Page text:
CATHOLIC NEWS OF THE WEEK . Saturday, 22 September 2018

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Christian Unity Week marked in Hong Kong

HONG KONG (SE): The Week of Prayer for Christian Unity was marked this year from January 18 to 25. The Catholic diocese hosted the official ecumenical prayer services in Hong Kong with an English-language gathering at Our Lady of Mount Carmel in Wan Chai on January 20 and Cantonese-language liturgy at the Cathedral of the Immaculate Conception on January 24.

Running under the theme, Called to Proclaim the Mighty Acts of the Lord, the initial preparation was carried out by a group from different parts of Latvia, made up of representatives from the Lutheran Church, Latvia House of Prayer for All Peoples, Vertikale Television Sunday Morning Christian Programme, Chemin Neuf Community, Religious of the Pro Sanctitate Movement and the Catholic Youth Centre of the archdiocese of Riga.

The final and official text for the week was finalised at a meeting of the International Committee of the Faith and Order Commission of the World Council of Churches and the Pontifical Council for Promoting Christian Unity.

The text focusses on the relationship between baptism and proclamation, as well as the calling shared by all the baptised to proclaim the mighty acts of the Lord.

It was inspired by two verses from the First Letter of St Peter, where he tells the early Church that in their search for meaning prior to encountering the gospel they were not to think of themselves as a separate people.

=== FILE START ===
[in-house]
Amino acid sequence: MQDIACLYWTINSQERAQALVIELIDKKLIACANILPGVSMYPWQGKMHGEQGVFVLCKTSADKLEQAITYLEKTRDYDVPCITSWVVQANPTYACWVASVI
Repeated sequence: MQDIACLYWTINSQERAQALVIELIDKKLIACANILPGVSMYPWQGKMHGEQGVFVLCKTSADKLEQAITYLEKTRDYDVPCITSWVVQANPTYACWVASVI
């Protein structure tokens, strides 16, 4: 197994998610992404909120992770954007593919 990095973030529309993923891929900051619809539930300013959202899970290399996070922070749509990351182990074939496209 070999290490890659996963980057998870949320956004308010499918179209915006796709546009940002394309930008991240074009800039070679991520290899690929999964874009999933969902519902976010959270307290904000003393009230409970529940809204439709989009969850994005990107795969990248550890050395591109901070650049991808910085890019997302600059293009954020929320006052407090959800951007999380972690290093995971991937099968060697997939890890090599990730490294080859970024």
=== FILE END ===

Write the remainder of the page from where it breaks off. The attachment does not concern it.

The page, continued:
However, through hearing the call to God’s chosen race and receiving the power of God’s salvation in Jesus Christ, they have become God’s people.

Pope Francis said that this means all Christians share in the one baptism, but since all are sinners, they have a need to be saved, redeemed and liberated from evil.

He calls this the negative aspect of St. Peter’s letter, which says, “God has called you out of darkness to lead you into his marvellous light.”

Pope Francis said, “This is the experience of death, which Christ made his own and which is symbolised in baptism.” He added that as Catholics, Protestants and Orthodox we share the experience of being called from the merciless and alienating darkness to the encounter with the living God, full of mercy.

He then notes that the downside is shared egoism, which generates division, closure and contempt. “To begin again from baptism means to rediscover the font of mercy, font of hope for all, because no one is excluded from God’s mercy,” he explained.

At the same time, he notes that baptism opens up an exciting new journey of faith, uniting each new Christian with God’s people throughout the ages.

The dates for the Week of Prayer for Christian Unity were proposed in 1908 by Father Paul Wattson, the founder of the Society of the Atonement, to cover the original days between the feasts of the Chair of St. Peter (January 18) and the Conversion of St. Paul (January 25).

These two feasts have a deeply symbolic significance.

However, in the southern hemisphere, where the week falls in the middle of the summer holidays, it is often marked after Pentecost or some other time of year.

 

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